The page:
Rates on conforming 30-year, fixed-rated mortgages (FRM) averaged a record low 4.01 percent for the week ending Sept. 29, down from 4.09 percent a week ago, according Freddie Mac’s weekly Primary Mortgage Market Survey.
The average 15-year FRM also dropped to another record low, 3.28 percent, down from 3.29 percent last week. Both the 30-year and 15-year FRM average came with an average 0.7 percent point.
Last year at this time, the average 30-year rate was 4.32 percent. The 15-year FRM was 3.75 percent, according to Freddie Mac.
Rates were already below 4 percent in the West. Of the five regions surveyed in Freddie Mac’s survey, the West region recorded a 3.95 percent average for the 30-year FRM.
“Fixed mortgage rates fell to all-time record lows this week following the Federal Reserve’s announcement of its Maturity Extension Program and additional purchases of mortgage-backed securities. Interest rates for ARMs, however, were nearly unchanged as the Federal Reserve plans to sell $400 billion in short-term Treasury securities, which serve as benchmarks for many ARMs,” said Frank Nothaft, vice president and chief economist at Freddie Mac.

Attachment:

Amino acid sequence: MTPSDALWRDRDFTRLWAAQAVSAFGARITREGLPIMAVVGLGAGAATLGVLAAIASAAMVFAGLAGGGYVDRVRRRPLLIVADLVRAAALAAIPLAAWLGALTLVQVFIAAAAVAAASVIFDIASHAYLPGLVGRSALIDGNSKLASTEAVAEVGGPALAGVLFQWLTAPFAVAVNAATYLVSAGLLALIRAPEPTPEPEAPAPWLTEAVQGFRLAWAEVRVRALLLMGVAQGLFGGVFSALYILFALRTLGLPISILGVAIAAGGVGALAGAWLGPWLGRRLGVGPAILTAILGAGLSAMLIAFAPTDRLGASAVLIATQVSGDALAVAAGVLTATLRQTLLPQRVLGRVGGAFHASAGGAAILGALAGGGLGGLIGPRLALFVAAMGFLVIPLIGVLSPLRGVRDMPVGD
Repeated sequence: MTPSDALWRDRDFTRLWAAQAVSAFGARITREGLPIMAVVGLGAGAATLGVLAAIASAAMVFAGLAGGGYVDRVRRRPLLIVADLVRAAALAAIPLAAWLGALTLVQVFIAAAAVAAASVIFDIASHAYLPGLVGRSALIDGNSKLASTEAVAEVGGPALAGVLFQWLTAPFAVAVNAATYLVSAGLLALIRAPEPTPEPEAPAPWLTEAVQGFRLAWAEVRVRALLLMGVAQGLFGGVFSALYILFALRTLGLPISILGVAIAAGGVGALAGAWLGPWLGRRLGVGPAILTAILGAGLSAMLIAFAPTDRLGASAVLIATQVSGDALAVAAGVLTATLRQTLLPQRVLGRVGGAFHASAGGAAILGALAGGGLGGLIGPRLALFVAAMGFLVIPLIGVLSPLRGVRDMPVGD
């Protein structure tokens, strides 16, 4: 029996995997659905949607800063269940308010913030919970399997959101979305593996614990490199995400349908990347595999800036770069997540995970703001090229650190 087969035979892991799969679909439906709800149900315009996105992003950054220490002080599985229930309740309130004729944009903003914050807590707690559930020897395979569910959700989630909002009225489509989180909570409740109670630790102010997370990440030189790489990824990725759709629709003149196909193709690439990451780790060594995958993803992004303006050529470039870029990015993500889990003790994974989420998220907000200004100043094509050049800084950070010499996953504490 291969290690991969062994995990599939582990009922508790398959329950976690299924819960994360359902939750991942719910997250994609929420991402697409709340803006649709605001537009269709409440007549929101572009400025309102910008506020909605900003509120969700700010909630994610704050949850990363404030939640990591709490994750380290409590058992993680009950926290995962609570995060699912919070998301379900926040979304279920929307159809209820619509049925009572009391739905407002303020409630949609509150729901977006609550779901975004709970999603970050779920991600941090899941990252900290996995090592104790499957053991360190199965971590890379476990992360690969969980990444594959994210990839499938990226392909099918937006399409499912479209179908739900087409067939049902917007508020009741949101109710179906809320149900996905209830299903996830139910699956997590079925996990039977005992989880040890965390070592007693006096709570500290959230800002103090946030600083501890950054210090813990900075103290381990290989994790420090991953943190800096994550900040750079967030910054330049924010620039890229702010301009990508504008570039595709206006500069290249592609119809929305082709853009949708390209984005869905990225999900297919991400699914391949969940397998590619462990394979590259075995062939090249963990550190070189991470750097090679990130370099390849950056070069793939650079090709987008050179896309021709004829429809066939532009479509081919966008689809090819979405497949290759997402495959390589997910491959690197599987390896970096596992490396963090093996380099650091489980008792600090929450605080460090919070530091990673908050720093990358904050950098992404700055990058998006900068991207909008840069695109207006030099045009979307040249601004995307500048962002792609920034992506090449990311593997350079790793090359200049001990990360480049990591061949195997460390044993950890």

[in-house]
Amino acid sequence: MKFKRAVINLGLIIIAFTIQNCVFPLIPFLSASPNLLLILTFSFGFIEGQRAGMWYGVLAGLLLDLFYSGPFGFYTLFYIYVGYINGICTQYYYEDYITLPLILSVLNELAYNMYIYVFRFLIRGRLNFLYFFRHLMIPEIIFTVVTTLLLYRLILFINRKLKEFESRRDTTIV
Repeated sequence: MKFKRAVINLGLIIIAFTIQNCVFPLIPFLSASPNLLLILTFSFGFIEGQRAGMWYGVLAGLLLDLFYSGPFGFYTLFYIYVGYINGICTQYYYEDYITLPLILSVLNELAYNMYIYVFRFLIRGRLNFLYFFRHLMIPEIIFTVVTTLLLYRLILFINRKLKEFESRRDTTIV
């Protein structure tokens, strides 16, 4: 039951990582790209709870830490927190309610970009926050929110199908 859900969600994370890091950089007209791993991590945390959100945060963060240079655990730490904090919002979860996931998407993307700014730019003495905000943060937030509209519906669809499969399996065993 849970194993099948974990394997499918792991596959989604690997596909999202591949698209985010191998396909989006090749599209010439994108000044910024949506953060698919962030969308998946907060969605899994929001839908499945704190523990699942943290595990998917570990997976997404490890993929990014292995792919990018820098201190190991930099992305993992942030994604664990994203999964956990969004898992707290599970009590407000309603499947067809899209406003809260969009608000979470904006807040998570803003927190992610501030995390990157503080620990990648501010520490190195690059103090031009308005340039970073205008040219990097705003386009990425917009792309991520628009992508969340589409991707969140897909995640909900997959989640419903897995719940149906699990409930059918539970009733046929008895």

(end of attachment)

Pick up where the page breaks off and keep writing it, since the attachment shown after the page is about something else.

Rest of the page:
The 5-year Treasury-indexed hybrid adjustable-rate mortgage (ARM) averaged 3.02 percent this week, with an average 0.6 point, unchanged from last week. The 5-year ARM averaged 3.52 percent a year ago.
Freddie Mac reported the 1-year Treasury-indexed ARM averaged 2.83 percent this week with an average 0.6 point, nearly unchanged from last week’s 2.82 percent. The 1-year ARM averaged 3.48 percent last year at this time.